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Project:

Woodward Manufacturing and Office Building


Project Overview

When Woodward, an international aerospace and energy technology company, builds a new manufacturing and office building, they think big — 462,393 square feet to be precise. The project required the erection of 3,350 tons of structural steel including long-span structural trusses, structural steel beams and columns, a metal deck and shear studs.


The Challenges

Because steel schedules are critical to all other aspects of a major construction project, staying on track with steel erection is critical to keeping the whole job running on time. Because the job was not only large but also complex, a top-notch erection plan would be needed to meet the timeline.

Given that the erection phase of the job was occurring in the middle of an especially cold winter, the plan also had major implications for budget — as extra heating is an expense that the owner didn’t need.

The Solutions

From the very early phases of the project, the JP Cullen team was conscious of the fact that the steel erection phase of construction would need to be completed quickly in order to stay on track with future building phases. The project team immediately put together a detailed plan for the steel erection, and it wasn’t long before JP Cullen’s expertise as a self-performing steel erector and general contractor started to pay big dividends. By effectively managing the schedule, the team was able to cut weeks out of the project timetable. Realizing this, they immediately contacted the steel fabricator, Zalk Josephs, to expedite the steel fabrication and meet the compressed schedule Savings didn’t stop with the planning. As the project progressed, foremen met weekly to find new ways to improve processes and increase value. Because JP Cullen self-performed masonry on the project, the Masonry Division was able to coordinate with the Steel Division to drive even greater schedule efficiency, saving heating bills during a cold winter build.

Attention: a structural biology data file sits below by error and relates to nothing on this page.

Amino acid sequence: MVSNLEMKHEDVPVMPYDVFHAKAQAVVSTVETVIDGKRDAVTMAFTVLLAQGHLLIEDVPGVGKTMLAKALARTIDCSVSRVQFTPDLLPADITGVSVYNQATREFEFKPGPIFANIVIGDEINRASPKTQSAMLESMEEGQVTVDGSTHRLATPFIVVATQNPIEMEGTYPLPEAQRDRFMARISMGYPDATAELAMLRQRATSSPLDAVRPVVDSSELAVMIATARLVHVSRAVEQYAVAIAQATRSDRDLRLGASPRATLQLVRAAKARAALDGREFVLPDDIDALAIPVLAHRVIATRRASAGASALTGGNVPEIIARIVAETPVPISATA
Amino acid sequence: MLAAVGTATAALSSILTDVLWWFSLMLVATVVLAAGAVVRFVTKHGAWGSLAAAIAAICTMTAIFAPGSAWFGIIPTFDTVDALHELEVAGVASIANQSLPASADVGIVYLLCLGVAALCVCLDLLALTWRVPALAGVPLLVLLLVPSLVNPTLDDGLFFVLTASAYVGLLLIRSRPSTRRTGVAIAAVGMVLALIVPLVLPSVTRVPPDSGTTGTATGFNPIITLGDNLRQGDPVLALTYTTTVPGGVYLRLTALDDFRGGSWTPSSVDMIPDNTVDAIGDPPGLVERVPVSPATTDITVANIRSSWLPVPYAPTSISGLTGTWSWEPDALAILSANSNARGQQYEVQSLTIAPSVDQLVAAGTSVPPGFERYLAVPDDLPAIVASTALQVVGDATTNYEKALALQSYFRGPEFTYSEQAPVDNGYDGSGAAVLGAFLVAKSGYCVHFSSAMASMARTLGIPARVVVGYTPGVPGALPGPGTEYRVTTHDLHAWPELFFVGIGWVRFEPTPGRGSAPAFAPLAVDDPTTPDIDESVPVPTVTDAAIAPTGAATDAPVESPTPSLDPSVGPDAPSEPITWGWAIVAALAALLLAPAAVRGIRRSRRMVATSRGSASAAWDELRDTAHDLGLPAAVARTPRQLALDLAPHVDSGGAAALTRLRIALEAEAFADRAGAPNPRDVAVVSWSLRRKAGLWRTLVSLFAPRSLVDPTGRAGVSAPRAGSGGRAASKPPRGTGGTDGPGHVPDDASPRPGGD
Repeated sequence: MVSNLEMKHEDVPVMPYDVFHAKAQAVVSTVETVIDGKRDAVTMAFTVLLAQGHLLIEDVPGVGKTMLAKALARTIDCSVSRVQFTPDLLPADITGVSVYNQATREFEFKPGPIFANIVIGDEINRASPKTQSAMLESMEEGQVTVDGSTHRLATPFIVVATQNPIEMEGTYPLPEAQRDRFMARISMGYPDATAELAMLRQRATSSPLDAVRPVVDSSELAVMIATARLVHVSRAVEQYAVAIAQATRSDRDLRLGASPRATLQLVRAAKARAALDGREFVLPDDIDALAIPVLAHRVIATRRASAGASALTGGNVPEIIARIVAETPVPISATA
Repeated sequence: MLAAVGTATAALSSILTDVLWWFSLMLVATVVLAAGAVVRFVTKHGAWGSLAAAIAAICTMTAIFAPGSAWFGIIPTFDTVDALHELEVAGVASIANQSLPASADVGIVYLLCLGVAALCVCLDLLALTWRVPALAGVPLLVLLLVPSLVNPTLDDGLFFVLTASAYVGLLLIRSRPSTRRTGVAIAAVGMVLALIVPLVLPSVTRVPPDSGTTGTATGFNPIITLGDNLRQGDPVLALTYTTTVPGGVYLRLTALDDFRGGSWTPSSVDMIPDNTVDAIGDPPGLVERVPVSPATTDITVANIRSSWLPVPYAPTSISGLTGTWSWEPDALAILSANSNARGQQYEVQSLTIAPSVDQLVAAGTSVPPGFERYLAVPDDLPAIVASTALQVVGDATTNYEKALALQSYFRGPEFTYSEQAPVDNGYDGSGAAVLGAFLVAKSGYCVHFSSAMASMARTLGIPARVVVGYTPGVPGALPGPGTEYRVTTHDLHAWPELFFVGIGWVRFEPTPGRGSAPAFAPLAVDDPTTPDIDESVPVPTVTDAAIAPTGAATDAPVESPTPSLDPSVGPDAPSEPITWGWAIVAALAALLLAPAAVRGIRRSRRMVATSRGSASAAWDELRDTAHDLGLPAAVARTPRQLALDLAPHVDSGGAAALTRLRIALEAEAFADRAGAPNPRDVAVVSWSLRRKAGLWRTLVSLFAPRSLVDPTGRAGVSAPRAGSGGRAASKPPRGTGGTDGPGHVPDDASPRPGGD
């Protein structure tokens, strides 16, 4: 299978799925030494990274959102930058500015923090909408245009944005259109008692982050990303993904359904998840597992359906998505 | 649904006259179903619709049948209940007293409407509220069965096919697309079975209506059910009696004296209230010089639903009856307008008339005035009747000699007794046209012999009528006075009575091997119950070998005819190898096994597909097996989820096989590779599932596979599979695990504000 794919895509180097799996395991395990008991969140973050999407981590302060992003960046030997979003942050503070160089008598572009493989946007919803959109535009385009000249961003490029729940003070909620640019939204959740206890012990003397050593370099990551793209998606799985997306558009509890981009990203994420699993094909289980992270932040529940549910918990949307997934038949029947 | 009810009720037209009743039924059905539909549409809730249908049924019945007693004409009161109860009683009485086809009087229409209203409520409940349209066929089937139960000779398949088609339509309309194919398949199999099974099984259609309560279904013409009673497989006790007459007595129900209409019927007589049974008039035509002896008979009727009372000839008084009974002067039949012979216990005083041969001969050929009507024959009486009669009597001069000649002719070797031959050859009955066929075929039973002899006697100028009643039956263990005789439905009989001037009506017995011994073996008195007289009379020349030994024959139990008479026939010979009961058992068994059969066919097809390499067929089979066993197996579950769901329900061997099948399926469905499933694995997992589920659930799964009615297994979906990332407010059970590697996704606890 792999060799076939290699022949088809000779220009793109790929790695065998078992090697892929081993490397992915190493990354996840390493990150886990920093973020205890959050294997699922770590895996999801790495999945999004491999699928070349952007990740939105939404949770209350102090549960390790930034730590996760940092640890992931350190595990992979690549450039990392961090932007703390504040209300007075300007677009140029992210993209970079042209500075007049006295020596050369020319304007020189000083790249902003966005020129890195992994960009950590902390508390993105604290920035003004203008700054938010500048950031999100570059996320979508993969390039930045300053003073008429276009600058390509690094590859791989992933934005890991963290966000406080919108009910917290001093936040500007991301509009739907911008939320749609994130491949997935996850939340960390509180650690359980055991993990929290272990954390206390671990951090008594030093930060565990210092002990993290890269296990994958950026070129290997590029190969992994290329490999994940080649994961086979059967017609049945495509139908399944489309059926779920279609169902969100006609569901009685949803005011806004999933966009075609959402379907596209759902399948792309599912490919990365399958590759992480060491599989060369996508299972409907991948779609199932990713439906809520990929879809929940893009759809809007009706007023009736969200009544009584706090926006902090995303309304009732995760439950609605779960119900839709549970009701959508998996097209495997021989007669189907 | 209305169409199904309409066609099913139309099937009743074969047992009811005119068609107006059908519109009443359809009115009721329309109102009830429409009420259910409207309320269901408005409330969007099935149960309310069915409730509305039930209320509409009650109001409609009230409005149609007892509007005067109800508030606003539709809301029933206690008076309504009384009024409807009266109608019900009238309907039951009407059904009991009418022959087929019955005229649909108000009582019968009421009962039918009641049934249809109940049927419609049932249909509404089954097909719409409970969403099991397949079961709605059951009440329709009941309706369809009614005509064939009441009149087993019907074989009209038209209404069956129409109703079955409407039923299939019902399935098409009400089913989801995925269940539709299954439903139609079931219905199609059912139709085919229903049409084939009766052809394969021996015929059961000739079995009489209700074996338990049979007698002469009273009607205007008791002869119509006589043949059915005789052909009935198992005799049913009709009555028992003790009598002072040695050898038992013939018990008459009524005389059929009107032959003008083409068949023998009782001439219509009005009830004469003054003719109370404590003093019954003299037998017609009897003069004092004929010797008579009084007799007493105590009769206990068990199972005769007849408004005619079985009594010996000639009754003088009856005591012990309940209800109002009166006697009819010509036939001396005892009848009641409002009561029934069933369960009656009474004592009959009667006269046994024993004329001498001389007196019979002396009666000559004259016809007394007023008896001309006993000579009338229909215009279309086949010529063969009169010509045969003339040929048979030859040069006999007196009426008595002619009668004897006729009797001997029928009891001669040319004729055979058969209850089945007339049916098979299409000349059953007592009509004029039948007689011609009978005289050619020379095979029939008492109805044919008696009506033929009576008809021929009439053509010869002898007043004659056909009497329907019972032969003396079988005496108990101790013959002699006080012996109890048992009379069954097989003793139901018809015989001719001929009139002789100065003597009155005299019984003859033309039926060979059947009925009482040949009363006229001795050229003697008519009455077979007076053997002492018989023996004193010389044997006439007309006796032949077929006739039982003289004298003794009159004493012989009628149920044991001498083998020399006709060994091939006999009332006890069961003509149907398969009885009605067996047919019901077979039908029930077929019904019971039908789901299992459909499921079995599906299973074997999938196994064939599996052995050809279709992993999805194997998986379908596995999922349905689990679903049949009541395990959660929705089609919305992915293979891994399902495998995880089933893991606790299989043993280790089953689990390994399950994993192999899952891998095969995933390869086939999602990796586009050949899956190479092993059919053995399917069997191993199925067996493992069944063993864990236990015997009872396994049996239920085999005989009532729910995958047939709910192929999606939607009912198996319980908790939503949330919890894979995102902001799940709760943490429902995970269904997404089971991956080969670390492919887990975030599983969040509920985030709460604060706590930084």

The Results

Ultimately the team decreased the schedule for steel erection by three full weeks. As a result of preplanning, the team was also able to identify and resolve issues between the concrete and steel that resulted from the original bidding, as they were bid as separate packages. Working together the JP Cullen Steel and Masonry divisions were able to revise work phases and save the owner $30,000 in on-the-job heating costs.

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